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Simranjit Kaur
posted on: 14 Mar, 2022
Bawa Kartar Singh (1886-1960) - A Devoted Sikh Scientist and Nobel Prize Nominator for Chemistry

Bawa Kartar Singh was an eminent Sikh Scientists of his era. He intensively studied stereochemistry and published a huge number of research papers. He also established various research laboratories in India. He was one of the ten Indians who were asked to send proposals for Nobel Prize in Chemistry. He was a staunch Sikh and established a gurudwara related to Guru Nanak Dev Ji.



Early Life 

Bawa Kartar Singh was born on April 17, 1886, in village Vairowal, district of Amritsar. He was a devoted Sikh and a direct descendant of the Sikhs' third Guru, Guru Amar Das Ji. His father, Bawa Jiwan Singh, was a member of the Indian Medical Service. Kartar Singh attended D.A.V. School in Lahore but had to leave when his father transferred to Burma. After studying for a few years at Collegiate School, Rangoon, he then cleared the entrance for Calcutta University in 1903, bagging the seventh position. He shifted to England to study at Downing College, Cambridge, the following year. In 1906, he earned a Tripos in Natural Sciences [1].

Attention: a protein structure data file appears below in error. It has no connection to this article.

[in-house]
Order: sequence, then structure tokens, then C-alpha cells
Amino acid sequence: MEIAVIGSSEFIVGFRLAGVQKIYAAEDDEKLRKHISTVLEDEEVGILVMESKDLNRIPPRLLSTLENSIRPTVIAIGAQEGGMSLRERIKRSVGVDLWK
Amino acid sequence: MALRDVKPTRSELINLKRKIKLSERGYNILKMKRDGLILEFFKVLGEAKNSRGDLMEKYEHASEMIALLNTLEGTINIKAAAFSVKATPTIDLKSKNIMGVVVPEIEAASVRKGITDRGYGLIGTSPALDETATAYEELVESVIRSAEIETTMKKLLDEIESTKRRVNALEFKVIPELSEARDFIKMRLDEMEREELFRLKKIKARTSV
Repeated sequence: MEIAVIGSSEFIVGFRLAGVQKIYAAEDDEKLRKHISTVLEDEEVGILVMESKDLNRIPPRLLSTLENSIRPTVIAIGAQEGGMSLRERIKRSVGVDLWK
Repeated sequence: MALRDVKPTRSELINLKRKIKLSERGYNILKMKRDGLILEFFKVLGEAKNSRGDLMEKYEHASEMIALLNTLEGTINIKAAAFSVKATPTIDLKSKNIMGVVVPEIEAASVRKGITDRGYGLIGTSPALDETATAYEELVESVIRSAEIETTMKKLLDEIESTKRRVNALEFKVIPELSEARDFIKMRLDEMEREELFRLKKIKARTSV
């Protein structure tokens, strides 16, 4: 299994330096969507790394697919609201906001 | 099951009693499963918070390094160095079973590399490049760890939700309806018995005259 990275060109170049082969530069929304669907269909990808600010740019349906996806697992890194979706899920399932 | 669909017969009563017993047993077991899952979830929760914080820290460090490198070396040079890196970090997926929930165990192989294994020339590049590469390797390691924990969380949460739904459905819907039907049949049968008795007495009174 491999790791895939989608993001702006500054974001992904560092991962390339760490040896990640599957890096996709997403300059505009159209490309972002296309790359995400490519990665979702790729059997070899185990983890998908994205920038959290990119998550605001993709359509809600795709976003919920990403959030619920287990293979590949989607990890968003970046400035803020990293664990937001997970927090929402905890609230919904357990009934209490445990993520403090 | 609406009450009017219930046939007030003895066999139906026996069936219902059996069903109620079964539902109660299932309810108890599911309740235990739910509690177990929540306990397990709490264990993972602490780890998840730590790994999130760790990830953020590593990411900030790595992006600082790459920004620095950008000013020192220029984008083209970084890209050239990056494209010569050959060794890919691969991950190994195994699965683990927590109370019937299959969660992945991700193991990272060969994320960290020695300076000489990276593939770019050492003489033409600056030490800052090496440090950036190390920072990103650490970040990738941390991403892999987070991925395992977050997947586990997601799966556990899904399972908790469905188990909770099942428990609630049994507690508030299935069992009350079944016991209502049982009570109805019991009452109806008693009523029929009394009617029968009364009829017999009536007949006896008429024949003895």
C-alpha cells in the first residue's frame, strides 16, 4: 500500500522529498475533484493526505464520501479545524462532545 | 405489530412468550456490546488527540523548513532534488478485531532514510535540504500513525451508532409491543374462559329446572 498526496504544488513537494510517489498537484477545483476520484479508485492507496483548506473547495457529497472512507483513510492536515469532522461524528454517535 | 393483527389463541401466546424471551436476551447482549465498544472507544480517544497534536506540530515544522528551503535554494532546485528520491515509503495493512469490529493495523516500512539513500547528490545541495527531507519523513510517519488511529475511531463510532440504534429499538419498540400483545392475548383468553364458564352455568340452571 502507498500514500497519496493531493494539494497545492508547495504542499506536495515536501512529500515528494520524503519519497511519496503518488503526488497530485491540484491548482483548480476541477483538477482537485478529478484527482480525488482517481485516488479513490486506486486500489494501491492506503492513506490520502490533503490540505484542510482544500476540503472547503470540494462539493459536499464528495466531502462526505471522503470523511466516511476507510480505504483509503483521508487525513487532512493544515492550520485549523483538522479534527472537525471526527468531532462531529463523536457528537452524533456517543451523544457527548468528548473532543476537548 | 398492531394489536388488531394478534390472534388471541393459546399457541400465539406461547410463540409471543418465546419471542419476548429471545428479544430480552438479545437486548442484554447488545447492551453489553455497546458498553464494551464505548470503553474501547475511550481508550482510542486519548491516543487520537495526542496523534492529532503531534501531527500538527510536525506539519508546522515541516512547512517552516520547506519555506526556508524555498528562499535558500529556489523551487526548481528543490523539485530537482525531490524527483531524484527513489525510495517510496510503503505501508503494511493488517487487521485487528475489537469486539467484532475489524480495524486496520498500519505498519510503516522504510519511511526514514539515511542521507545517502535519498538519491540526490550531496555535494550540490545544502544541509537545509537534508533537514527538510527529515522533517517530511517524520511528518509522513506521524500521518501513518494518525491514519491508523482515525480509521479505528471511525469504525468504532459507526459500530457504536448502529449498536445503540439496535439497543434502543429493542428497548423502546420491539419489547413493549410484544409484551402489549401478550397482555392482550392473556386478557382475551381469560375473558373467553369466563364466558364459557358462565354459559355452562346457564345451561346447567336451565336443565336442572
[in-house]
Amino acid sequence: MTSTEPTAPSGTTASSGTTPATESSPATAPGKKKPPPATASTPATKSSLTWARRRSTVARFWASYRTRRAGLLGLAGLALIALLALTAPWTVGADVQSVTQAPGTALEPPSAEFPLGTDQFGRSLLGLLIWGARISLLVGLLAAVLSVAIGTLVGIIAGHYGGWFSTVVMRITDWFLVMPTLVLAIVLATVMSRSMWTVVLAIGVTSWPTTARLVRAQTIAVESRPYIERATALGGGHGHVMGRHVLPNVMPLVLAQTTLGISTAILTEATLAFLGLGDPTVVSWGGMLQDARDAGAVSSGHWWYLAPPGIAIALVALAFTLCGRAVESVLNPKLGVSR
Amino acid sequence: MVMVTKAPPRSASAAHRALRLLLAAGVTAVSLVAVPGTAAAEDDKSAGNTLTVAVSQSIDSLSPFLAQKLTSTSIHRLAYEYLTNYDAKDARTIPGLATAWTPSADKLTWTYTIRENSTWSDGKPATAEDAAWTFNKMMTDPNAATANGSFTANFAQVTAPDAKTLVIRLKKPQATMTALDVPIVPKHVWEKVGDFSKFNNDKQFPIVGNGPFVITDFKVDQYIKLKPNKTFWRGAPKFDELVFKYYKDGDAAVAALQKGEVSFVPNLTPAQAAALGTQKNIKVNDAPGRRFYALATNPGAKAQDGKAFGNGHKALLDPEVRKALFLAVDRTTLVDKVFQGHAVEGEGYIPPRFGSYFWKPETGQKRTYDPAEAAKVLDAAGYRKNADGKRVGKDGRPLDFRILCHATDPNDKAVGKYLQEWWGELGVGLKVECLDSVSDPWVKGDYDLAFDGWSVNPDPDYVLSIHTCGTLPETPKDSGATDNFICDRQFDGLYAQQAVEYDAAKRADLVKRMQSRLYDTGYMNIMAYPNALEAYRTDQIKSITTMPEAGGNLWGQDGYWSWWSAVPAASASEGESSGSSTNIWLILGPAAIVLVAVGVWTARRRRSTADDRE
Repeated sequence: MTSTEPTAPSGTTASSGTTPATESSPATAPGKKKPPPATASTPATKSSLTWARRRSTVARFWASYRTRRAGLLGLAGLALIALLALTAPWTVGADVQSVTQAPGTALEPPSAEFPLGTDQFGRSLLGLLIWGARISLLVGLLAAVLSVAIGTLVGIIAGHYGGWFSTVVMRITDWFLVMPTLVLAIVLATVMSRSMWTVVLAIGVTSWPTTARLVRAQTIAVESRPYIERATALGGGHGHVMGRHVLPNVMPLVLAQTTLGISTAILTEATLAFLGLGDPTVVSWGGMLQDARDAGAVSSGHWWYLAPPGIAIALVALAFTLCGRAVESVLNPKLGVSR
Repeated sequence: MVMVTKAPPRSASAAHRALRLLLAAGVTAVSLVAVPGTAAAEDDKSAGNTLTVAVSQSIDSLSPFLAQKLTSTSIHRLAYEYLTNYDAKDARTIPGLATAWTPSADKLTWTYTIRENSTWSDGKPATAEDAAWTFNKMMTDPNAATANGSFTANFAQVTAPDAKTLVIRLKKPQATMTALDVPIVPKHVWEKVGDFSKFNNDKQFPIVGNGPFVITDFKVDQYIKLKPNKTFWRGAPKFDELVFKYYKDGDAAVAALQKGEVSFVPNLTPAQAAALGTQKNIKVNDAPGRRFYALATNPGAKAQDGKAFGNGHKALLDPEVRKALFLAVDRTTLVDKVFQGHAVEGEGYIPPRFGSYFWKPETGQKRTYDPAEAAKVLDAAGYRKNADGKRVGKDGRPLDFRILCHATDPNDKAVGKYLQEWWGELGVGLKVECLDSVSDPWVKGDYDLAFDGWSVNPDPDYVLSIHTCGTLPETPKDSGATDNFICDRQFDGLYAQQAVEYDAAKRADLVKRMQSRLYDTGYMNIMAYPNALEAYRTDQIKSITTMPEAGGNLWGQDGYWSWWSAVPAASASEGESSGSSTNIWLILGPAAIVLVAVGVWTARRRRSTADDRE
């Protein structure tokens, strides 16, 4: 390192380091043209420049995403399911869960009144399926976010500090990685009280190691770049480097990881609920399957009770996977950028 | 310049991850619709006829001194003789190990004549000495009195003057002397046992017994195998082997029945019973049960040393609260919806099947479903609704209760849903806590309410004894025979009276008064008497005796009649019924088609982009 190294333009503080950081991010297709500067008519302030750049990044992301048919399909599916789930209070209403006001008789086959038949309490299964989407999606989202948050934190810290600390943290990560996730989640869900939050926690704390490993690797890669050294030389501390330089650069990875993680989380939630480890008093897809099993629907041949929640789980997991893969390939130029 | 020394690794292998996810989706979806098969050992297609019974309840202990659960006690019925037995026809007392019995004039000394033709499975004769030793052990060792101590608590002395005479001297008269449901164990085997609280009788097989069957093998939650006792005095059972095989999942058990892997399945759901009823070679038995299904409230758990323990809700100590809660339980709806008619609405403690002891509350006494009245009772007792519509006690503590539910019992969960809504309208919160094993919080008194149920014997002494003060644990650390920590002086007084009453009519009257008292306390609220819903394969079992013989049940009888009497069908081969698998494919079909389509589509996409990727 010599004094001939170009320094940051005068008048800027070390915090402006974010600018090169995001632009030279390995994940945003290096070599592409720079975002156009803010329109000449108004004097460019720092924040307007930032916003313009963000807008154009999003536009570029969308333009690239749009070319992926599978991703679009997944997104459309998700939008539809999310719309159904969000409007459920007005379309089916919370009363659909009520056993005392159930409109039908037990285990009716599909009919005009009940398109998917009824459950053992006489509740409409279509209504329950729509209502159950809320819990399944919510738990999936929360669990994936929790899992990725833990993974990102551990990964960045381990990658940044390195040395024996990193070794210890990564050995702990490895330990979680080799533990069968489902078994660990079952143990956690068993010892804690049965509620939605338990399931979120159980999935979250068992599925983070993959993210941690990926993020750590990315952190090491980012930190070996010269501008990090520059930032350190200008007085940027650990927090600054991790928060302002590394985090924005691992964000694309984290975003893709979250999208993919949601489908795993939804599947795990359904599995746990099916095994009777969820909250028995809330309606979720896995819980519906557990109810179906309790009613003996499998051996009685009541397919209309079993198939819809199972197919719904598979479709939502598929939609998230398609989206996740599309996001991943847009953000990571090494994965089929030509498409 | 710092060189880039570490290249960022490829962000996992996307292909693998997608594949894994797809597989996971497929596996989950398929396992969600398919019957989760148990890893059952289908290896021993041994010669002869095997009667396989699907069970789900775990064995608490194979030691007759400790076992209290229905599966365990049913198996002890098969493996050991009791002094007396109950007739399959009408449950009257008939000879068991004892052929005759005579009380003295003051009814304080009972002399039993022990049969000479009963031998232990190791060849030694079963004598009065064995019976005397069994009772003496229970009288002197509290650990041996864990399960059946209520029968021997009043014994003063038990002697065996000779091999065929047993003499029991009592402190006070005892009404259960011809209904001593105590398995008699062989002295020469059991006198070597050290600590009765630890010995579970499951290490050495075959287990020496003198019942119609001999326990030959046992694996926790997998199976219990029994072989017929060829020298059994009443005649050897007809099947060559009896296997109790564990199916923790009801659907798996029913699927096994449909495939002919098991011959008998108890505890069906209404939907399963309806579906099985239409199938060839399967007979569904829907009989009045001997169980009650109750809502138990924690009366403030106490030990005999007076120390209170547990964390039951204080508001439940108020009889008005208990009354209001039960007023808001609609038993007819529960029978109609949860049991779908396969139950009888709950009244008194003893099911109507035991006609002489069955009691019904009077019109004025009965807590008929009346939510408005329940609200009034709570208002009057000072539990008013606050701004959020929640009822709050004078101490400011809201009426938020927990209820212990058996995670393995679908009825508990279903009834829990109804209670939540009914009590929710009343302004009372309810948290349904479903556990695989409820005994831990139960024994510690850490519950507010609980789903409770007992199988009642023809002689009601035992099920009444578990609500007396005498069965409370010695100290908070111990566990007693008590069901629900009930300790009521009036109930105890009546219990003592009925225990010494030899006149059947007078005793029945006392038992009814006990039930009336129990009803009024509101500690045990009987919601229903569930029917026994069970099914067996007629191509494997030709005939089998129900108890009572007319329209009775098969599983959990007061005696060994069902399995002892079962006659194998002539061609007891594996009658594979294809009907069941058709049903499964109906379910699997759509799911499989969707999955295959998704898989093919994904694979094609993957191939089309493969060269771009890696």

After studying in London and Cambridge until 1910, he returned to India and taught chemistry at Dacca Government College. He contacted Dr. E. R. Watson, the head of the Chemistry department and a renowned dye chemist in India. Dr. Watson was very enthusiastic about research work like him. Bawa Kartar Singh also admired Sir P.C. Ray’s research work to a great extent. After spending eight years at Dacca Government College, he joined Government College, Lahore, as the head of the Chemistry department. He continued research there but later joined the Indian Educational Service in 1912. In British India, it was an administrative organisation that managed educational establishments staffed by Europeans [7]. After joining, he started working as a Chemistry teacher at Patna College. He later worked as a Chemistry professor at Ravenshaw College, Cuttack, and established a research centre [1]. He was in dire need of a polarimeter, which he obtained with the help of a mahant of Amar Math, Puri, visiting the college. He gained the full potential of the polarimeter and published various research papers [2]. Dr. Bawa then shifted to Science College, Patna as the head of the chemistry department in 1936, while simultaneously working as a chemical advisor to the Bihar government. There was no adequate apparatus present that was required for his research into optical activity. He obtained the same with the help of the Director of Public Instruction. After retirement from IES, he worked at Allahabad University   for six years, later, he was appointed as Emeritus Professor at the university. Dr. Singh joined the Punjab Institute of Chemistry as an Honorary Professor and an Associate Director and had to leave due to partition. He worked as an honorary professor at Banaras Hindu University from 1948 to 1960. He died of a paralysis attack on June 16, 1960 [1].